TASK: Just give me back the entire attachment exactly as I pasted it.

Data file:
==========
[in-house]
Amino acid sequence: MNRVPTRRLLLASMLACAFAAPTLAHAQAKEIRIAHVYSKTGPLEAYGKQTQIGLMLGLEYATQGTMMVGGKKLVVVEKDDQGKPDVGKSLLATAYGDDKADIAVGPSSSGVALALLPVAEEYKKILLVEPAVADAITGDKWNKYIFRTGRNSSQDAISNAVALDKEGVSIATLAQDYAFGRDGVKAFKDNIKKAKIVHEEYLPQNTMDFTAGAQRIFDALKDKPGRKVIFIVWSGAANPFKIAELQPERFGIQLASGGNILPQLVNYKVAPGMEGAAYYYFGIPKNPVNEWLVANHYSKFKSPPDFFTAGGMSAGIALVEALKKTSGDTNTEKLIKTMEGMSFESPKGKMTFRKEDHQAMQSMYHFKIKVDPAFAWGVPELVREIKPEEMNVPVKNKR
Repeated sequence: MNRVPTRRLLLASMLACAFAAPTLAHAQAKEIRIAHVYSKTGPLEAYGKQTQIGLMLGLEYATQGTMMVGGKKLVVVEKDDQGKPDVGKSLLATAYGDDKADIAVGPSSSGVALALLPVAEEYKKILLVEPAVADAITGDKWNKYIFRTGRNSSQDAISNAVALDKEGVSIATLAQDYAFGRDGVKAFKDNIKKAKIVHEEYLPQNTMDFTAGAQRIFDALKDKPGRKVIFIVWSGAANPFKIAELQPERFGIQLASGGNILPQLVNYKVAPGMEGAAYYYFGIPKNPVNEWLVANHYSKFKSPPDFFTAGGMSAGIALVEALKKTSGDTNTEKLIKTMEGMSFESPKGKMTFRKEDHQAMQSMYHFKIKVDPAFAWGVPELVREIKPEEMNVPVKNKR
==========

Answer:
[in-house]
Amino acid sequence: MNRVPTRRLLLASMLACAFAAPTLAHAQAKEIRIAHVYSKTGPLEAYGKQTQIGLMLGLEYATQGTMMVGGKKLVVVEKDDQGKPDVGKSLLATAYGDDKADIAVGPSSSGVALALLPVAEEYKKILLVEPAVADAITGDKWNKYIFRTGRNSSQDAISNAVALDKEGVSIATLAQDYAFGRDGVKAFKDNIKKAKIVHEEYLPQNTMDFTAGAQRIFDALKDKPGRKVIFIVWSGAANPFKIAELQPERFGIQLASGGNILPQLVNYKVAPGMEGAAYYYFGIPKNPVNEWLVANHYSKFKSPPDFFTAGGMSAGIALVEALKKTSGDTNTEKLIKTMEGMSFESPKGKMTFRKEDHQAMQSMYHFKIKVDPAFAWGVPELVREIKPEEMNVPVKNKR
Repeated sequence: MNRVPTRRLLLASMLACAFAAPTLAHAQAKEIRIAHVYSKTGPLEAYGKQTQIGLMLGLEYATQGTMMVGGKKLVVVEKDDQGKPDVGKSLLATAYGDDKADIAVGPSSSGVALALLPVAEEYKKILLVEPAVADAITGDKWNKYIFRTGRNSSQDAISNAVALDKEGVSIATLAQDYAFGRDGVKAFKDNIKKAKIVHEEYLPQNTMDFTAGAQRIFDALKDKPGRKVIFIVWSGAANPFKIAELQPERFGIQLASGGNILPQLVNYKVAPGMEGAAYYYFGIPKNPVNEWLVANHYSKFKSPPDFFTAGGMSAGIALVEALKKTSGDTNTEKLIKTMEGMSFESPKGKMTFRKEDHQAMQSMYHFKIKVDPAFAWGVPELVREIKPEEMNVPVKNKR